I think the "We'd be breaking our supplier agreements" line is nothing more than a red-herring.

Re:Excuse me. (4, Interesting)

tinkerghost (944862) | more than 7 years ago | (#17530052)

They may not be able to release the code to the drivers as they are - they probably do contain patented/licensed trade secret code. However, they certainly can provide basic - non optimized code to allow interfacing with the chipsets. With that as a basis, the OSS community could certainly work out how to optimize the system - alleviating the trade secret issues, though patents might still be a problem. IANAL, but IIRC, the API's can't be patented, just the code behind them. The rational being that the API's just dictate the interface & there is only 1 way to impliment using the interface - as dictated by the API.

Re:Excuse me. (1)

schwaang (667808) | more than 7 years ago | (#17530154)

1. If they wanted to make the effort, they could release the portions that are not covered by third-party licenses. That would probably help the OSS driver writers a lot even if it's not enough to be a whole driver on its own.

2. If they wanted to make the effort, they could probably get or buy agreement from at least some of their licensors. Again, any bits would help.

But aside from the costs of 1 and 2, nVidia may have other reasons to not open their driver. For example, their lawyers might have made them afraid that they could be held liable for software patent claims against their existing code.

From nVidia's point of view, they probably don't envision the costs outweighing the benefits. So why make that effort?

Re:Excuse me. (1)

JonJ (907502) | more than 7 years ago | (#17529124)

If they can push nvidia to open either their source code or documentation, then that's great! Right now, getting the driver to work in distros where non-free software is shunned is not much of a hassle, but a little one. If Fedora could be able to ship nvidia(And perhaps ATi)-drivers out-of-the-box then it would be a nice selling point for those that want eye-candy. It would also be easier for those that distribute GNU/Linux to maintain the driver over a longer period of time and perhaps also support older chipsets.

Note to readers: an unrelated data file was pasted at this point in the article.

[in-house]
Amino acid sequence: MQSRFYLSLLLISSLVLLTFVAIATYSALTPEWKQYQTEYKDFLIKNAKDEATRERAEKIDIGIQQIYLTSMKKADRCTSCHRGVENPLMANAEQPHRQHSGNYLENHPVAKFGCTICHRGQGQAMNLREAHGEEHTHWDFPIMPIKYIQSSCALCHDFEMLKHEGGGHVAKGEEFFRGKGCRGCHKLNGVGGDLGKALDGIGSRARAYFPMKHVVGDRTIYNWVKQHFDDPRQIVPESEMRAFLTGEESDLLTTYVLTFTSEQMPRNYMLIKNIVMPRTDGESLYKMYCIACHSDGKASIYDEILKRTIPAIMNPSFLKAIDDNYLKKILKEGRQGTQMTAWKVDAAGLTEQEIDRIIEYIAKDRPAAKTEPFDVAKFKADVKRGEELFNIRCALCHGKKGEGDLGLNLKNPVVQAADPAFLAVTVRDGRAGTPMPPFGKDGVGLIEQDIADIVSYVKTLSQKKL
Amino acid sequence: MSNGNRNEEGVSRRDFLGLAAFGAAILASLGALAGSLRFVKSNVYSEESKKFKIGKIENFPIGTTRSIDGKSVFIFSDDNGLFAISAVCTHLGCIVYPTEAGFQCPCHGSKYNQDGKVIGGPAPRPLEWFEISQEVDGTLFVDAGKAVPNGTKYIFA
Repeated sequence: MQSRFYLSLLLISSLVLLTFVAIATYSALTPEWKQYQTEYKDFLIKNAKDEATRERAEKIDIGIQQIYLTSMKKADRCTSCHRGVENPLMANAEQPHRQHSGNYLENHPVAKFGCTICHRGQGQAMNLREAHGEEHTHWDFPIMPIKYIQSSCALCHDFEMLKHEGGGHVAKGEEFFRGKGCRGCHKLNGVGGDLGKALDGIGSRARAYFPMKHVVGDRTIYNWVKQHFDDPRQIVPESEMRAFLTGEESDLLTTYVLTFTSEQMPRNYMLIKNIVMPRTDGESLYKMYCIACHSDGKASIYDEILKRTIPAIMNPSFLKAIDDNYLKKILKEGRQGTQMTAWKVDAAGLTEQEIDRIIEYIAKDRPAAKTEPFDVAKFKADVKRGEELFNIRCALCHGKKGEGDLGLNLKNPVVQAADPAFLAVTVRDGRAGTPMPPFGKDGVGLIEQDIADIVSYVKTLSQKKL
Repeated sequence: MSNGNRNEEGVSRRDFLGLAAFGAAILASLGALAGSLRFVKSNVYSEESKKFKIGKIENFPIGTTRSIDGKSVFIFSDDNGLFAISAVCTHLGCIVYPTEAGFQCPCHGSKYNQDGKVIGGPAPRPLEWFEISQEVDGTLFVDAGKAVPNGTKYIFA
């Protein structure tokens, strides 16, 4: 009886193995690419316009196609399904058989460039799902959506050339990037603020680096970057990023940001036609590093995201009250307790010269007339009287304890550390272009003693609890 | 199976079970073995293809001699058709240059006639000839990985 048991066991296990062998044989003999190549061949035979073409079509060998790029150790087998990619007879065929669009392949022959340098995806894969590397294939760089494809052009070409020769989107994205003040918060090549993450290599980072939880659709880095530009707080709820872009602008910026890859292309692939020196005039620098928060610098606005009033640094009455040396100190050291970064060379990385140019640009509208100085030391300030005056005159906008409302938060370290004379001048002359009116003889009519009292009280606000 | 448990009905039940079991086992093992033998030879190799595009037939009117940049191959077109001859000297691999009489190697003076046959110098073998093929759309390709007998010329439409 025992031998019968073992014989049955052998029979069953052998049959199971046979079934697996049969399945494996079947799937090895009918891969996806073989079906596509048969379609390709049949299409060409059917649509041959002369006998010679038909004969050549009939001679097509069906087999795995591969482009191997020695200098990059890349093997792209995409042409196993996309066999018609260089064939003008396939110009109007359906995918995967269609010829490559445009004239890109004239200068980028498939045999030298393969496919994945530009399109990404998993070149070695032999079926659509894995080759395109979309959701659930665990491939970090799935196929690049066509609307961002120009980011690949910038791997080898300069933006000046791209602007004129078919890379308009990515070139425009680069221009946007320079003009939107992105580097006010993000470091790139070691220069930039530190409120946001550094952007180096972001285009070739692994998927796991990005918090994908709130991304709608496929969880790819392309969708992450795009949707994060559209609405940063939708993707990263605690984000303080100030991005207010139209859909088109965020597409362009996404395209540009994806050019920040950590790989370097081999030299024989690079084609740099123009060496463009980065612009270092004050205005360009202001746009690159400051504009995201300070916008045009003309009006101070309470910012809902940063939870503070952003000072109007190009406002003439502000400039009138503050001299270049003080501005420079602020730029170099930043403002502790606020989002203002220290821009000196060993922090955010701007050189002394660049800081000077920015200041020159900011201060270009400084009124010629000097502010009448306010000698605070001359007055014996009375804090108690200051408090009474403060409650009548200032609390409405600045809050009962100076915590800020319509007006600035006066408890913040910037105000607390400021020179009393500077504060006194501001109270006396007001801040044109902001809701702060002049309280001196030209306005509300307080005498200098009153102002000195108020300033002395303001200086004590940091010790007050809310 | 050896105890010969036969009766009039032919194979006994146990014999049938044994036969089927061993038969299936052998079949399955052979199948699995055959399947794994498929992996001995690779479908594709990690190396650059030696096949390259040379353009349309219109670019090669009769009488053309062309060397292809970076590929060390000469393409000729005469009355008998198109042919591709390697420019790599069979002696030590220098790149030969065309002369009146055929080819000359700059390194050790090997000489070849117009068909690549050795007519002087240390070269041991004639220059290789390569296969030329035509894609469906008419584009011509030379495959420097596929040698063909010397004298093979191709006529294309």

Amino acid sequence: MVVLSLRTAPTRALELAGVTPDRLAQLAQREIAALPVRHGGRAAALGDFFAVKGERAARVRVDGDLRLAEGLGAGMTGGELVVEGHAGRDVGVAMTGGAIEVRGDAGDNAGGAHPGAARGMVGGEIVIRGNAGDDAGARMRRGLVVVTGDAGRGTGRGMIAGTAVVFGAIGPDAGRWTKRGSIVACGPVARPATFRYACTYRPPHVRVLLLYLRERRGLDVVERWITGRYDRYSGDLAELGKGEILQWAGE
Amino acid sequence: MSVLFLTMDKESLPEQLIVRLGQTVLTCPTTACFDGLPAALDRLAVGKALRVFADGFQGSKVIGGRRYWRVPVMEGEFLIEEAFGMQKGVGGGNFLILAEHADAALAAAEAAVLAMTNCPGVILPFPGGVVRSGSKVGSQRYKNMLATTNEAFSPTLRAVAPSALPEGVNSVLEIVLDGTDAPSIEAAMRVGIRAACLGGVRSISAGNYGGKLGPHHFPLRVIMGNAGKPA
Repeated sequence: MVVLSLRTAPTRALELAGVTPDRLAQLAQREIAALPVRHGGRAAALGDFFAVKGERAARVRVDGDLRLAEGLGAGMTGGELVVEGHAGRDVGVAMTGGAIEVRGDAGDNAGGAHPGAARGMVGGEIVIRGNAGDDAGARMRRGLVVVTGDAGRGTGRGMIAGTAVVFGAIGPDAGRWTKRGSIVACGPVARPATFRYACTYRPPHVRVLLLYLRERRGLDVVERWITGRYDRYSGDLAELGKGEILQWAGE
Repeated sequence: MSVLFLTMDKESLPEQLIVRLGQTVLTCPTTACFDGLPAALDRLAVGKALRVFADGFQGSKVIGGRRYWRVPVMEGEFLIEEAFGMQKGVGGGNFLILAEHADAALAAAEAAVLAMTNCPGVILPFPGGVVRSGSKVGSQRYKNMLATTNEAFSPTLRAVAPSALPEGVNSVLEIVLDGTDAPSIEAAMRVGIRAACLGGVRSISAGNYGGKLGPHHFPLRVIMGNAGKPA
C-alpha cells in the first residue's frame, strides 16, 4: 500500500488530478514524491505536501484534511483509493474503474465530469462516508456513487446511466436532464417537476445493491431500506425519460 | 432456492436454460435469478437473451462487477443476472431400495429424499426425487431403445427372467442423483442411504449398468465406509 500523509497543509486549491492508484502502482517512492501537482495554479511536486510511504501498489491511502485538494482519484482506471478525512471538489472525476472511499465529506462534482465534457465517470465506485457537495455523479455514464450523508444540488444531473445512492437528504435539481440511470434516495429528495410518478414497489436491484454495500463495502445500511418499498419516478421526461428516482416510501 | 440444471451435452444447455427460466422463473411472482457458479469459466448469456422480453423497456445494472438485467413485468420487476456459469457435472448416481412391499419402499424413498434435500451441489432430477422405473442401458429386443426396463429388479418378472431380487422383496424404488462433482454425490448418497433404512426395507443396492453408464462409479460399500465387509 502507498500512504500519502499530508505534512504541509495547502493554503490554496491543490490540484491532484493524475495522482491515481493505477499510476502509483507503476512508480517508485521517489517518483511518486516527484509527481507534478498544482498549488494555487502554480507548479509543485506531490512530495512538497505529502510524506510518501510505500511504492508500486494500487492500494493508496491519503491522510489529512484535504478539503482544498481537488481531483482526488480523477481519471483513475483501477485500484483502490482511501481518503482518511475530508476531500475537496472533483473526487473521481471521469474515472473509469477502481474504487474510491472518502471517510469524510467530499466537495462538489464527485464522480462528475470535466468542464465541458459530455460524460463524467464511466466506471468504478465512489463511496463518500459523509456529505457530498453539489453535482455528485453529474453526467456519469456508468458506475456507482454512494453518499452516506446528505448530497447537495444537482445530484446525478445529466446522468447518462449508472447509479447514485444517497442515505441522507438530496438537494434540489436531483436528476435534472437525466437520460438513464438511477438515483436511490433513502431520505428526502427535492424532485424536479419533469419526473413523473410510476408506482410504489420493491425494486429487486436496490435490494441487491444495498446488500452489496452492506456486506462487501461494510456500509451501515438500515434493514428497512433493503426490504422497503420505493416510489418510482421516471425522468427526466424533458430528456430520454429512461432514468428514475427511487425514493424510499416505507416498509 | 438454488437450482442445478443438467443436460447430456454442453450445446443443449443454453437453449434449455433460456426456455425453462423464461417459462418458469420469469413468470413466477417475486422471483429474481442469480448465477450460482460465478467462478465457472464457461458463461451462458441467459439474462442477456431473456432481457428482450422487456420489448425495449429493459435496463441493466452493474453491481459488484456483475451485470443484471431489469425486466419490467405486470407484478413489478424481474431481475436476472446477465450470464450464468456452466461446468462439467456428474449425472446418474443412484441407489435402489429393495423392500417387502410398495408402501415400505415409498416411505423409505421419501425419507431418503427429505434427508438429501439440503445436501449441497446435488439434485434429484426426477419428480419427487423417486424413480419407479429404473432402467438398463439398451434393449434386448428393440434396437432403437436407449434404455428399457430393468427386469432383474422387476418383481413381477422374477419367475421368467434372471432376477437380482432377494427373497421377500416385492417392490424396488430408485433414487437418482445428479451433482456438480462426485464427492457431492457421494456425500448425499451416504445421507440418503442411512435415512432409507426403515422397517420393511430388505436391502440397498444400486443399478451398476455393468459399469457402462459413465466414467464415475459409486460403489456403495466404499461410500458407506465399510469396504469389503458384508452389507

Re:Excuse me. (1)

MountainMan101 (714389) | more than 7 years ago | (#17529254)

Actually Fedora Core 6 shipped with working ATI open source drivers with 3D support (for most cards, sadly not mine). And Fedora 7 will include the nouveau drivers too (according to the release aims).

Re:Excuse me. (2, Informative)

businessnerd (1009815) | more than 7 years ago | (#17529170)

Actually, whether Nouveau successfully releases an open nvidia driver, or nvidia decides to open theirs up, the goal of all of this will have been reached. What the community desperately needs is an open driver for nvidia cards. A large project, like what Nouveau is undertaking, may garner the kind of press necessary to make nvidia change their minds. If nvidia wants any kind of control over what passes as an nvidia driver, it is in their best interests to stop Nouveau by beating them to the punch. You may think that Nouvou had just wasted their time, working on a driver that won't be released, but I see it as Nouveau working on get an open driver released, whether it come from their own developers or nvidia's. It's a win win situation

Re:Excuse me. (2, Interesting)

Anonymous Coward | more than 7 years ago | (#17529192)

Nvidia has already stated why they can't make their driver open source: their source code is derived from SGI code (and yes, there was a lawsuit). Their settlement effectively bars them from opening their code.

Re:Excuse me. (1)

FunkyELF (609131) | more than 7 years ago | (#17529358)

Not only that, but I heard that two other reasons for not opening up their drivers are
1. ATI could steal from Nvidia if they aren't already
2. Nvidia sells you a crippled $500 video card for $200 and a hacked driver could turn it back into a $500 card

Re:Excuse me. (1)

dami99 (1014687) | more than 7 years ago | (#17530020)

First, I doubt opening up the drivers really leaves *that* much to be "stolen".

Second, what are the hacks you are talking about